National Geographic : 2012 Mar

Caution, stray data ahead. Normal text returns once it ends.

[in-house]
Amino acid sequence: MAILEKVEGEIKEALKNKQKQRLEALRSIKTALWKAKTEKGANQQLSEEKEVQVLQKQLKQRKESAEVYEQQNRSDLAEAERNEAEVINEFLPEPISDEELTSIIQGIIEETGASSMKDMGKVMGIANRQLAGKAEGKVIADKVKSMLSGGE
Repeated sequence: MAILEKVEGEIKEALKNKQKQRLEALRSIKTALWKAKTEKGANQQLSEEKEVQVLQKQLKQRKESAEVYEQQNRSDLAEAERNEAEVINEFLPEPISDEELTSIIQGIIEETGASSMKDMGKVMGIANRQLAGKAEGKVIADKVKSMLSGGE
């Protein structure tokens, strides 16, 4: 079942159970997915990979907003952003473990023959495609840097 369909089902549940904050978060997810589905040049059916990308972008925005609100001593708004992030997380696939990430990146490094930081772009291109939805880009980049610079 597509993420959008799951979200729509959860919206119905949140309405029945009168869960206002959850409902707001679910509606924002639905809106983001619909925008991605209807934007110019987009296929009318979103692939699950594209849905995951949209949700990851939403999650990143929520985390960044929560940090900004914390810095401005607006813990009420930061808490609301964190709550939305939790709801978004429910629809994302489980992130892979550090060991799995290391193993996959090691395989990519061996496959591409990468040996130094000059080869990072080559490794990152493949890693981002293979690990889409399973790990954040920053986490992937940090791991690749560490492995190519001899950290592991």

His face was like a walnut shell, and his eyes squinted with a lifetime of gazing into the white- hot glare of Arabia. e shamal was blowing o the sea in scorching gusts, making even the date palms droop. "It is the western wind," the man said in a raspy voice. "I feel its warmth." Behind him, the village of Film, notched into the mountains of Oman's Musandam Peninsula, shimmered like a brazier. Goats panted in the shade cast by upturned boats and the walls of a mosque. Just breathing made me feel as if my nostrils might burst into ame. Sami Alhaj, my Yemeni dive partner, said: "Underwater, with the corals, we get a little piece of heaven. Above water, with this wind, we get a little piece of hell." We soon ed the inferno and descended into paradise once more. Color marked our passage between worlds as vividly as temperature did. Where the colors of land were those of the spice suq---pepper, cinnamon, mustard, mace---the undersea world was drenched in the sumptuous The old sherman sat on a scrap of carpet in a thatched shelter by the sea. hues of a sultan's palace. Long, waving indigo arms of so corals mingled with pomegranate fronds of feather stars. Speckled-gray moray eels, whose gaping mouths reveal a startling burst of yellow, leered out of crevices, while butter y sh itted past in tangerine ashes. Had the legendary Scheherazade known the richness of these seas, she would have had stories for another thousand and one Arabian nights. She might have piqued the king's curiosity with the riddle of the reefs of Dhofar, in southern Oman; they ourish as coral gardens in winter and seaweed forests in summer. e trigger for this ecological shi ---found nowhere else---is the onset of the khareef, the southwesterly monsoon, which bathes the coast in an upwelling of cold, nutrient-rich water. Seaweed, dormant in the warm months, responds to the cooler conditions with a burst of luxuriant growth, carpeting the reefs with green, red, and golden fronds. Or she might have told the story of the tribe By Kennedy Warne Photographs by Thomas P. Peschak Arabian surgeonfish---named for a pair of orange, needle-sharp "scalpels" near the tail---joust for territorial possession on a coral reef in the Red Sea. During combat they fling themselves at each other, trying to slash fins or flanks. Once the battle is decided, the victor returns to grazing its algal patch.